On the first day I was writing the posts for the Mind Garden series, I was driving home from a beautiful moment of overlooking the city skyline from atop a frosty mountain. I had emerged from a thick and disorienting fog at the top of the hill, but I pulled over to pause in awe and wonder at the site of the glistening cityscape below me - to give thanks, and to write a bit about the idea of the mind garden. I was riding high. Then, once I had entered back into town, another driver cut me off at an intersection and I had to slam on my brakes. Instantly, I began to fume over the fact that I had had the right of way, that drivers these days really don’t know the rules of the road, and all the things I might have said to someone who might have expressed an iota of interest in this one-second upset of my day.
Then, the irony hit me. I had *just* been reflecting on the importance of cultivating a healthy and positive mental outlook and why the messages we repeat to ourselves can influence the outcome of our days and lives.
The irony! How was I to feel justified in creating a piece about the value of optimistic thinking, and almost immediately head into a rage-thought of mentally condemning strangers on the road?!
I literally lol’d. And, just by bringing in the awareness of shifting my perspective from annoyance to gratitude, I was easily able to let that shit go.
I thought to myself, why silently lament an occurrence where no one was hurt, that passes in an instant, and that didn’t really affect my day or - hopefully - the day of the distracted driver in any serious way? I could feel the relief of that decision as it softened my shoulders. It was natural for me to grumble in my mind when an idiot driver made a poor move on the road. But guess what? It was just as easy to *decide* to let. it. go. In the end, it didn’t matter, and in the end, my heart and mind felt lighter and more at peace.
There was no circumstance in which the other driver would receive and appreciate the wisdom of my insight from behind the wheel. There was no situation I could think of, other than a commiseration amongst friends of similar encounters, that would even be relevant to a joyful day. So, why not take a sip of my own advice elixir, and plant a seed of peace in my mind garden?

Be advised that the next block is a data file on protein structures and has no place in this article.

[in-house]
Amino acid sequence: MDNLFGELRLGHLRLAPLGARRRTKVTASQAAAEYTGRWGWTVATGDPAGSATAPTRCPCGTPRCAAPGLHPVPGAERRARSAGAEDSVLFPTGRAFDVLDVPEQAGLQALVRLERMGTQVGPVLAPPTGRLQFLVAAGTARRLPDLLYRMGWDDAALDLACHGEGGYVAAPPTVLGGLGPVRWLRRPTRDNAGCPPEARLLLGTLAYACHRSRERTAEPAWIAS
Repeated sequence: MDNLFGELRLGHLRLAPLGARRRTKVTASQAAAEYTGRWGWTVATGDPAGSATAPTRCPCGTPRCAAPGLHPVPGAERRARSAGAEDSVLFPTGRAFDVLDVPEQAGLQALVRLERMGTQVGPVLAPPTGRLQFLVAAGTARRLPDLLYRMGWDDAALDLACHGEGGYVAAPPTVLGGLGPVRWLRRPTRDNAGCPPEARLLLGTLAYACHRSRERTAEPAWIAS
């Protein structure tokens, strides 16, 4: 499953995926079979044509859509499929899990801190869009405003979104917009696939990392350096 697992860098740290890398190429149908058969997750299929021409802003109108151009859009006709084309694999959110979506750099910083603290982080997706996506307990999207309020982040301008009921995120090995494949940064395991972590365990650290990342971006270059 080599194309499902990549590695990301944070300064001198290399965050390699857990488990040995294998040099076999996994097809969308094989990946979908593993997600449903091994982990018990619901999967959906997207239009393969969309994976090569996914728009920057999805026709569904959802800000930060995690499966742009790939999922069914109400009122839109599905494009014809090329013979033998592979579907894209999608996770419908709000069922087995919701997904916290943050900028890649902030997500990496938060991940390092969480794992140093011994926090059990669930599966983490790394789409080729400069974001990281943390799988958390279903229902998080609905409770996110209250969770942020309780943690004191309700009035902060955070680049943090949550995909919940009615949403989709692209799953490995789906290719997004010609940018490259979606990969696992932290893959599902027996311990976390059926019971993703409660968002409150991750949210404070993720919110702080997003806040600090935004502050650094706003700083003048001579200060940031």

The stories we tell ourselves can fertilize the foundations of our mind gardens. You’ve seen them - the individuals whom you just know spend their days stewing and lamenting. Their energy bogs down the atmosphere, and nothing ever seems to be quite good enough.
And you know yourself - and the ways in which the story you’ve decided to believe has influenced a path you’ve been able to travel down.
The ground of our mind garden is spongy; it retains, absorbs, and reenforces the things we tell it.
I’ve been reflecting on a series I began to write last year, about how I have a tendency to be a klutz, drop the ball, put my foot in my mouth, and act awkward af. It’s all true! BUT, how much of my awkwardness have I manifested by feeding the notion that I’ll never be couth? And, if I really want to be couth, what affirmations and words could I tell myself that could affirm the healthy growth of knowledge that leads to a life that’s a little less… dorky?
Perhaps, if I plant vines that can wrap their way around the idea of a self-assured, ultimately successful, and unwobbly me, I could manifest a smoother existence. It could be worth a try (and could save me some of the money I spend on bandaids.)
Last week, I introduced the idea of readying the soil of our mind gardens, so now it behooves us to figure out what seeds we are going to plant there.
The seeds are the stories we tell ourselves. The seeds are the occurrences we hope to come true. They’re the realities we would love to watch unfold and manifest in this life, right here, the only one we’ve got.
The words we tell ourselves, the beliefs we secretly keep, the hopes and despairs we have had the occasions to experience…. All of these things are the hulls of the seeds we can plant.
That’s not to say that everything that happens to us is the result of the thoughts that we sow. Shit happens to all of us. And a lot of times, it feels wildly unfair. Lamenting, processing, moving through, and feeling hopeless are part of this incredible journey. But as I’ve talked about before, it’s important to not let the seeds of “It’s not fair!” be cultivated and tended.
May you start to coddle and nourish the seeds and starts that inspire, fulfill, and allow you to feel wholesome. And then, may your harvest be bountiful.
Next week, for the month’s final Mind Garden post, we will reap what we’ve sown thus far. And hopefully, it will be delicious.
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